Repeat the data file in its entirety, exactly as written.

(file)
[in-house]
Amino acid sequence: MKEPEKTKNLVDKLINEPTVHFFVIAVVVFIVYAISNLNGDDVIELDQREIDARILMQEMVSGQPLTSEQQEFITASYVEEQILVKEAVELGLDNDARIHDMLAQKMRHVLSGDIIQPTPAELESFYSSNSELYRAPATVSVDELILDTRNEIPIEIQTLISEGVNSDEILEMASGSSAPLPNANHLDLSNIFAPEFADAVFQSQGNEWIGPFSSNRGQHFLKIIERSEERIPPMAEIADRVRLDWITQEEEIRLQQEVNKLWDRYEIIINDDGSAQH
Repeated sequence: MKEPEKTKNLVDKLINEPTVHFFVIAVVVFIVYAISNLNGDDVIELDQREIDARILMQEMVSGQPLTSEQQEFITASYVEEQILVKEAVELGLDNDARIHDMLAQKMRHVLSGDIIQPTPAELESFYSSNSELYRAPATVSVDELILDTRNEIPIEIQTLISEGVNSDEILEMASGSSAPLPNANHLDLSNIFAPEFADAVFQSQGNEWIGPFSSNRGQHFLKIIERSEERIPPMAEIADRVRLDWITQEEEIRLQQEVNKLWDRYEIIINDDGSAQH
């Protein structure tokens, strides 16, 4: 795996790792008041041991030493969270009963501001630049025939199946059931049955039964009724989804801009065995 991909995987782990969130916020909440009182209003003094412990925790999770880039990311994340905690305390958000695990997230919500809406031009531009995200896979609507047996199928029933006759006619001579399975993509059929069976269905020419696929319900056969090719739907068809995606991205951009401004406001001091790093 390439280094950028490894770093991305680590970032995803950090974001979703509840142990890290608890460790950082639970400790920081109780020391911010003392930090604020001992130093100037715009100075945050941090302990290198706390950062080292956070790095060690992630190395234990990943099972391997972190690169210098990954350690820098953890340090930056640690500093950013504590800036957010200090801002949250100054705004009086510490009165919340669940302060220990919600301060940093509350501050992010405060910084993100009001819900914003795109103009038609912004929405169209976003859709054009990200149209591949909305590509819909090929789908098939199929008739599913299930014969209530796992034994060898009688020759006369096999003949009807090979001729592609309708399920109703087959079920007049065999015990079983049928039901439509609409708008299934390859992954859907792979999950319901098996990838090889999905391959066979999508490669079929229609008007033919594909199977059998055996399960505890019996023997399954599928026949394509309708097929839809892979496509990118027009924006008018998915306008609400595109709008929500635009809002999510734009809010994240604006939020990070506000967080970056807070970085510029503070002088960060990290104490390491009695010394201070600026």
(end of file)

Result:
[in-house]
Amino acid sequence: MKEPEKTKNLVDKLINEPTVHFFVIAVVVFIVYAISNLNGDDVIELDQREIDARILMQEMVSGQPLTSEQQEFITASYVEEQILVKEAVELGLDNDARIHDMLAQKMRHVLSGDIIQPTPAELESFYSSNSELYRAPATVSVDELILDTRNEIPIEIQTLISEGVNSDEILEMASGSSAPLPNANHLDLSNIFAPEFADAVFQSQGNEWIGPFSSNRGQHFLKIIERSEERIPPMAEIADRVRLDWITQEEEIRLQQEVNKLWDRYEIIINDDGSAQH
Repeated sequence: MKEPEKTKNLVDKLINEPTVHFFVIAVVVFIVYAISNLNGDDVIELDQREIDARILMQEMVSGQPLTSEQQEFITASYVEEQILVKEAVELGLDNDARIHDMLAQKMRHVLSGDIIQPTPAELESFYSSNSELYRAPATVSVDELILDTRNEIPIEIQTLISEGVNSDEILEMASGSSAPLPNANHLDLSNIFAPEFADAVFQSQGNEWIGPFSSNRGQHFLKIIERSEERIPPMAEIADRVRLDWITQEEEIRLQQEVNKLWDRYEIIINDDGSAQH
């Protein structure tokens, strides 16, 4: 795996790792008041041991030493969270009963501001630049025939199946059931049955039964009724989804801009065995 991909995987782990969130916020909440009182209003003094412990925790999770880039990311994340905690305390958000695990997230919500809406031009531009995200896979609507047996199928029933006759006619001579399975993509059929069976269905020419696929319900056969090719739907068809995606991205951009401004406001001091790093 390439280094950028490894770093991305680590970032995803950090974001979703509840142990890290608890460790950082639970400790920081109780020391911010003392930090604020001992130093100037715009100075945050941090302990290198706390950062080292956070790095060690992630190395234990990943099972391997972190690169210098990954350690820098953890340090930056640690500093950013504590800036957010200090801002949250100054705004009086510490009165919340669940302060220990919600301060940093509350501050992010405060910084993100009001819900914003795109103009038609912004929405169209976003859709054009990200149209591949909305590509819909090929789908098939199929008739599913299930014969209530796992034994060898009688020759006369096999003949009807090979001729592609309708399920109703087959079920007049065999015990079983049928039901439509609409708008299934390859992954859907792979999950319901098996990838090889999905391959066979999508490669079929229609008007033919594909199977059998055996399960505890019996023997399954599928026949394509309708097929839809892979496509990118027009924006008018998915306008609400595109709008929500635009809002999510734009809010994240604006939020990070506000967080970056807070970085510029503070002088960060990290104490390491009695010394201070600026």